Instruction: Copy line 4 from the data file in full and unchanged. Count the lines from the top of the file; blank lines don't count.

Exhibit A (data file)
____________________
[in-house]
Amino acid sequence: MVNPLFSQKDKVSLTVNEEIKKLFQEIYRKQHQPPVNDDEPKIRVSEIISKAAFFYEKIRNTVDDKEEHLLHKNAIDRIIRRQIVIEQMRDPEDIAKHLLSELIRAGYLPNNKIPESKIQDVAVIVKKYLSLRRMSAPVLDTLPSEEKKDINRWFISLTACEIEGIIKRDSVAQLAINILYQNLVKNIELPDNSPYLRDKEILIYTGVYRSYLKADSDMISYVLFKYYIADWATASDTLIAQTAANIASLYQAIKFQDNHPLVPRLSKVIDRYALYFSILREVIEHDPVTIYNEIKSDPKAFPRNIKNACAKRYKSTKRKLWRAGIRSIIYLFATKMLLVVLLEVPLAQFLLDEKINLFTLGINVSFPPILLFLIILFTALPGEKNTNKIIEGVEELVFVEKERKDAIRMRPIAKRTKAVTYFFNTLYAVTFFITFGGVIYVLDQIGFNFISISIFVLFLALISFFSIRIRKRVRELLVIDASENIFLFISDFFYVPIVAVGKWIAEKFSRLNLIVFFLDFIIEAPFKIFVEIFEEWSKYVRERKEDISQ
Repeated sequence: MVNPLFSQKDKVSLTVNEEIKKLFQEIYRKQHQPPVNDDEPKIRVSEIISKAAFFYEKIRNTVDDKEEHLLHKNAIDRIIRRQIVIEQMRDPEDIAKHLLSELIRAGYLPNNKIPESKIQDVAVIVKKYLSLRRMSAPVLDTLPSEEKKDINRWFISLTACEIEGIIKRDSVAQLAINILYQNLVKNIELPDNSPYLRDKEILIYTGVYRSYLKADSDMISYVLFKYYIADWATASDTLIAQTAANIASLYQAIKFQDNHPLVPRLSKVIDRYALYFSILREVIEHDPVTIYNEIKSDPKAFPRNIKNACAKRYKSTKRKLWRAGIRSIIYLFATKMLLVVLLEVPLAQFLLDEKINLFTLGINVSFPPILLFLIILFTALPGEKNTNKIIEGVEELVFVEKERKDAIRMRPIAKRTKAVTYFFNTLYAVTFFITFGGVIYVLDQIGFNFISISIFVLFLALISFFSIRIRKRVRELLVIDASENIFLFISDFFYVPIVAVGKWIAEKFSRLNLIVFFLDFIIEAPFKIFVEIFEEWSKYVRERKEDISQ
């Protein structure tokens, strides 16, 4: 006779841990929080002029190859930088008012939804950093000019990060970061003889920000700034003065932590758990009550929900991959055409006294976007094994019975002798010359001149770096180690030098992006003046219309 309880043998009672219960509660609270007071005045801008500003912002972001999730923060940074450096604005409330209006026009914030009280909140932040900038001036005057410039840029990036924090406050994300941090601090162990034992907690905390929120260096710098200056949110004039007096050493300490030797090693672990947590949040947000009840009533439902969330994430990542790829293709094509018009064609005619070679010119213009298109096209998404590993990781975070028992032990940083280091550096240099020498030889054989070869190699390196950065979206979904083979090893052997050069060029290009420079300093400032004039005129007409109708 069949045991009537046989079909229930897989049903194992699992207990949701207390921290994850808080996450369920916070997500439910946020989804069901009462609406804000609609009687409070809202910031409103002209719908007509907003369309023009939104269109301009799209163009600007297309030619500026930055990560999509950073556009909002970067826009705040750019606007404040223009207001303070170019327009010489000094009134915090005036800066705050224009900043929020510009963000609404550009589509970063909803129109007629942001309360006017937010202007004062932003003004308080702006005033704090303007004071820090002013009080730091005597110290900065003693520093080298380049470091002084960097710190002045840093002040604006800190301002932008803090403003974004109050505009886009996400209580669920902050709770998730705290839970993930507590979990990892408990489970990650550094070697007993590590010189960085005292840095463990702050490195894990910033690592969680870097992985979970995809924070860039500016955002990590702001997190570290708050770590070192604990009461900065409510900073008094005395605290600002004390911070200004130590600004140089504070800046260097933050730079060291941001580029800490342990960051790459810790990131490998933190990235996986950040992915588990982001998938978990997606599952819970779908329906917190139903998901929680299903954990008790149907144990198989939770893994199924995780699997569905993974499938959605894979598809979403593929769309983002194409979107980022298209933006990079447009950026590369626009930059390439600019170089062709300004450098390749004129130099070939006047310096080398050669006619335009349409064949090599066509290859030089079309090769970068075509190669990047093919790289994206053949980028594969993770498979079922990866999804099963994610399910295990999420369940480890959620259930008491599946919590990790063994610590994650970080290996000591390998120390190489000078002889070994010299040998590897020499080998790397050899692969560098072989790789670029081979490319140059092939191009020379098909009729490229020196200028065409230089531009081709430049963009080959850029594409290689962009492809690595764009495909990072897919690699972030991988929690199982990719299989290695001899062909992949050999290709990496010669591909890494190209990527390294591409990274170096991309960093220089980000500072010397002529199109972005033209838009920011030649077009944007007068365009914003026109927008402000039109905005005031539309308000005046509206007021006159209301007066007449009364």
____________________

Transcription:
């Protein structure tokens, strides 16, 4: 006779841990929080002029190859930088008012939804950093000019990060970061003889920000700034003065932590758990009550929900991959055409006294976007094994019975002798010359001149770096180690030098992006003046219309 309880043998009672219960509660609270007071005045801008500003912002972001999730923060940074450096604005409330209006026009914030009280909140932040900038001036005057410039840029990036924090406050994300941090601090162990034992907690905390929120260096710098200056949110004039007096050493300490030797090693672990947590949040947000009840009533439902969330994430990542790829293709094509018009064609005619070679010119213009298109096209998404590993990781975070028992032990940083280091550096240099020498030889054989070869190699390196950065979206979904083979090893052997050069060029290009420079300093400032004039005129007409109708 069949045991009537046989079909229930897989049903194992699992207990949701207390921290994850808080996450369920916070997500439910946020989804069901009462609406804000609609009687409070809202910031409103002209719908007509907003369309023009939104269109301009799209163009600007297309030619500026930055990560999509950073556009909002970067826009705040750019606007404040223009207001303070170019327009010489000094009134915090005036800066705050224009900043929020510009963000609404550009589509970063909803129109007629942001309360006017937010202007004062932003003004308080702006005033704090303007004071820090002013009080730091005597110290900065003693520093080298380049470091002084960097710190002045840093002040604006800190301002932008803090403003974004109050505009886009996400209580669920902050709770998730705290839970993930507590979990990892408990489970990650550094070697007993590590010189960085005292840095463990702050490195894990910033690592969680870097992985979970995809924070860039500016955002990590702001997190570290708050770590070192604990009461900065409510900073008094005395605290600002004390911070200004130590600004140089504070800046260097933050730079060291941001580029800490342990960051790459810790990131490998933190990235996986950040992915588990982001998938978990997606599952819970779908329906917190139903998901929680299903954990008790149907144990198989939770893994199924995780699997569905993974499938959605894979598809979403593929769309983002194409979107980022298209933006990079447009950026590369626009930059390439600019170089062709300004450098390749004129130099070939006047310096080398050669006619335009349409064949090599066509290859030089079309090769970068075509190669990047093919790289994206053949980028594969993770498979079922990866999804099963994610399910295990999420369940480890959620259930008491599946919590990790063994610590994650970080290996000591390998120390190489000078002889070994010299040998590897020499080998790397050899692969560098072989790789670029081979490319140059092939191009020379098909009729490229020196200028065409230089531009081709430049963009080959850029594409290689962009492809690595764009495909990072897919690699972030991988929690199982990719299989290695001899062909992949050999290709990496010669591909890494190209990527390294591409990274170096991309960093220089980000500072010397002529199109972005033209838009920011030649077009944007007068365009914003026109927008402000039109905005005031539309308000005046509206007021006159209301007066007449009364």